New Brunswick Art, Religion News Service, 0patch, More: Saturday Afternoon ResearchBuzz, July 3, 2021


CKNI: Provincial Art Collection Goes Online. “New Brunswickers can now view the provincial art collection on their computer or smartphone. The province has launched collectionArtNB, a website showcasing the collection of works.”

Religion News Service: Religion News Service and Presbyterian Historical Society announce new archival images Instagram account. “Religion News Service (RNS) and Presbyterian Historical Society (PHS) are pleased to announce the launch of a new Instagram account that will feature digitized archival RNS images. PHS is in the process of digitizing select images from its collection of over 60,000 RNS images from 1945 to 1982.”


BetaNews: 0patch comes to the rescue with free micropatches for Windows PrintNightmare vulnerability. “While Microsoft has acknowledged that there is a security flaw in Windows Print Spooler that could lead to remotely compromised systems, the company has only offered workarounds rather than a patch. And so 0patch — no stranger to helping out in such situations — has stepped up to the plate and issued free micropatches of its own.”


MakeUseOf: 7 Chrome Extensions that Automate Boring Browsing Tasks. “Working in today’s fast-paced world can be daunting. There is so much to do with so little time available. Thankfully, automation is fast becoming a solution available to everyone. Activities such as filling out forms and job registrations are no longer tedious. Complex activities like scouring the Internet for information are now automated, thanks to browser automation extensions! If you are looking for ways to automate your daily repetitive browsing tasks, these Google Chrome extensions will automate your Web experience.”


Fast Company: These alternatives to Gmail, Google Docs, and Drive will protect your privacy. “Other companies like Skiff, Vivaldi, Brave, and DuckDuckGo are all trying to pick away at the kind of all-encompassing tools that Google offers, but with privacy as a core value. In doing so, they’re taking advantage of both a broader privacy awakening in the tech industry and improvements in the technology that protects user data. But while their goals seem noble, they also face the same fundamental challenge: Beating the likes of Google on features other than privacy is harder than it looks.”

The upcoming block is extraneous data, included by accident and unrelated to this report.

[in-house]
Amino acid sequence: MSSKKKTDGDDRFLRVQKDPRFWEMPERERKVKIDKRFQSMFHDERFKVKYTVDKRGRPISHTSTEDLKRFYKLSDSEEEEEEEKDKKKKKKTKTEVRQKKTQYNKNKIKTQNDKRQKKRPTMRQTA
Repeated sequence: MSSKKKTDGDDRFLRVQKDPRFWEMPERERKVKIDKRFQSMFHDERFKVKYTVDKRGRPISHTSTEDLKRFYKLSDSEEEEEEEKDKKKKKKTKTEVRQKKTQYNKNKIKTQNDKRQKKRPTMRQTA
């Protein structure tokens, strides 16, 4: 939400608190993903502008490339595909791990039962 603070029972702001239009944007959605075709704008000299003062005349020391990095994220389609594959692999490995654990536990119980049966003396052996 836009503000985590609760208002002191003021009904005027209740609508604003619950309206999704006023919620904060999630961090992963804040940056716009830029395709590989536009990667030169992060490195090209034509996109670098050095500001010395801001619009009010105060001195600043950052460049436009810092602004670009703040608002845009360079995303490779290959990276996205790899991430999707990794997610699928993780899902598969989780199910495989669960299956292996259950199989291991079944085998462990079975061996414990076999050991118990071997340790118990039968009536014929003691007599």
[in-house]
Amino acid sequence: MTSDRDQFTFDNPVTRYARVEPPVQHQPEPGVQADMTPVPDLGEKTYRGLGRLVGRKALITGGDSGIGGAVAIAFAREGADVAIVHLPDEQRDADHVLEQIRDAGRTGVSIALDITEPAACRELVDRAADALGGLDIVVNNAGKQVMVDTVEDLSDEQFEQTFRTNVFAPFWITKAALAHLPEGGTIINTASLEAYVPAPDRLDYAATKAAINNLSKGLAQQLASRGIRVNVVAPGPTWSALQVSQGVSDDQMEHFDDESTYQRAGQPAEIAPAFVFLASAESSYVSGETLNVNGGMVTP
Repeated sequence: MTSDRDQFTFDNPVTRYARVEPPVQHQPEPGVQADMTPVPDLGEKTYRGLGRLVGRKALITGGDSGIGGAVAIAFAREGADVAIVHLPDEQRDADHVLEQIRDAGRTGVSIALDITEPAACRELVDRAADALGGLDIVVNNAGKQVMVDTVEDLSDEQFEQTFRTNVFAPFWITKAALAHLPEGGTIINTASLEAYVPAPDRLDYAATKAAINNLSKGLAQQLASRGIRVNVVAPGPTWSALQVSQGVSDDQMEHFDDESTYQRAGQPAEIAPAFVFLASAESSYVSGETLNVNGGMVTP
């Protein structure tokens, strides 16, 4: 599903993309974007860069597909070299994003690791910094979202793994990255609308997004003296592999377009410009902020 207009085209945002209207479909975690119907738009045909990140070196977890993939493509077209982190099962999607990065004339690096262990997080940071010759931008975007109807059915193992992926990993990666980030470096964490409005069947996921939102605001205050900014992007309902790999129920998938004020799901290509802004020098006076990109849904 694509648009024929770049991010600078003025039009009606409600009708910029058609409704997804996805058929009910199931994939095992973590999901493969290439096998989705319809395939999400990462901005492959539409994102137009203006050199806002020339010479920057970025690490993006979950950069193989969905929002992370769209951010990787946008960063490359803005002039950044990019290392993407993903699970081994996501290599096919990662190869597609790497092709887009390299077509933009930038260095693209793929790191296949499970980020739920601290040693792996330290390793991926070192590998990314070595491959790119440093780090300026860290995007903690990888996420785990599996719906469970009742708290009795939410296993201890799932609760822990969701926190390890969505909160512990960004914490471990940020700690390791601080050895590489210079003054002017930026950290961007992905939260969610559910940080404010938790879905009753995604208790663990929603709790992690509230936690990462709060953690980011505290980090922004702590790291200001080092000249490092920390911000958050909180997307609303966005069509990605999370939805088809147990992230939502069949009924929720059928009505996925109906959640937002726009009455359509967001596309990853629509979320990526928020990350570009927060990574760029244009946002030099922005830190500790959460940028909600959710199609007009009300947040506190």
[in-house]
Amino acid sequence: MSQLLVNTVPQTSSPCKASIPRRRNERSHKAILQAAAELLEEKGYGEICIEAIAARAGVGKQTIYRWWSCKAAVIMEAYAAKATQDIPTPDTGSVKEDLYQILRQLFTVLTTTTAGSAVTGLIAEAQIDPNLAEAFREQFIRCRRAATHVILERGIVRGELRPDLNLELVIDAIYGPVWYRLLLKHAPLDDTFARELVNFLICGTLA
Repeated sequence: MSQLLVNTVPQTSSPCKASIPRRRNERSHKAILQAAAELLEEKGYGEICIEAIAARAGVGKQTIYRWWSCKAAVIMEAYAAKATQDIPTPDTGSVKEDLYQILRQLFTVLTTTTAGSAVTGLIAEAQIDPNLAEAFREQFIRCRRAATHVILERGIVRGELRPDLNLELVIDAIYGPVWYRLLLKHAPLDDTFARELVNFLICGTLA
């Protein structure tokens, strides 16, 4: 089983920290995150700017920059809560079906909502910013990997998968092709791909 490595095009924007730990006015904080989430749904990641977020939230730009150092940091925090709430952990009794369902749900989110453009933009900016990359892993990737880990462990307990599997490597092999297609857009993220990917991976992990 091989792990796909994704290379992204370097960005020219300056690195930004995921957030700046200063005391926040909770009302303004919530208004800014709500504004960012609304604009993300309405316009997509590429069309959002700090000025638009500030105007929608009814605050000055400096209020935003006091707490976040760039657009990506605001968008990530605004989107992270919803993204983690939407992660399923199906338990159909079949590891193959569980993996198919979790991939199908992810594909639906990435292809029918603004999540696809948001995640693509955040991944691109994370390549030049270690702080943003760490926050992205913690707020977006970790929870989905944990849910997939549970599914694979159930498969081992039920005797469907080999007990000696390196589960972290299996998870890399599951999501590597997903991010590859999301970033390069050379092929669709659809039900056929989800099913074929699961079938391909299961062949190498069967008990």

PetaPixel: Photographer Turns Abandoned Monuments into Futuristic Art. “Yang Xiao is a self-described urban explorer, traveler, designer, and architectural and light painting photographer. Originally from China but currently based in Spain, Yang used her project, ‘Eternal Monuments in the Dark,’ to combine her all her passions — travel, light-painting photography, and grand architectural pieces from past generations. It took her nine years to collect imagery from over 40 countries with the common denominator of abandoned monumental and architectural pieces, designed in brutalist and Soviet modernist style, which became popular in the post-war period.”


New York Times: After Biden Meets Putin, U.S. Exposes Details of Russian Hacking Campaign. “Two weeks after President Biden met President Vladimir V. Putin of Russia and demanded that he rein in ransomware attacks on U.S. targets, American and British intelligence agencies on Thursday exposed the details of what they called a global effort by Russia’s military intelligence organization to spy on government organizations, defense contractors, universities and media companies.”

Ars Technica: US hits anti-robocall milestone but annoying calls won’t stop any time soon. “The nation’s largest phone companies have met a federal deadline to deploy a new anti-robocall technology, but unwanted calls and scams will continue to be an annoying problem for Americans for the foreseeable future.”


Hristo Georgiev: Google turned me into a serial killer. “As I was scrolling through my inbox today, I stumbled upon an e-mail from a former colleague of mine who wanted to inform me that a Google search of my name yields a picture of me linked to a Wikipedia article about a serial killer who happens to have the same name as mine.”

Google AI Blog: A Dataset for Studying Gender Bias in Translation. “To help facilitate progress against the common challenges on contextual translation (e.g., pronoun drop, gender agreement and accurate possessives), we are releasing the Translated Wikipedia Biographies dataset, which can be used to evaluate the gender bias of translation models. Our intent with this release is to support long-term improvements on ML systems focused on pronouns and gender in translation by providing a benchmark in which translations’ accuracy can be measured pre- and post-model changes.” Good afternoon, Internet…

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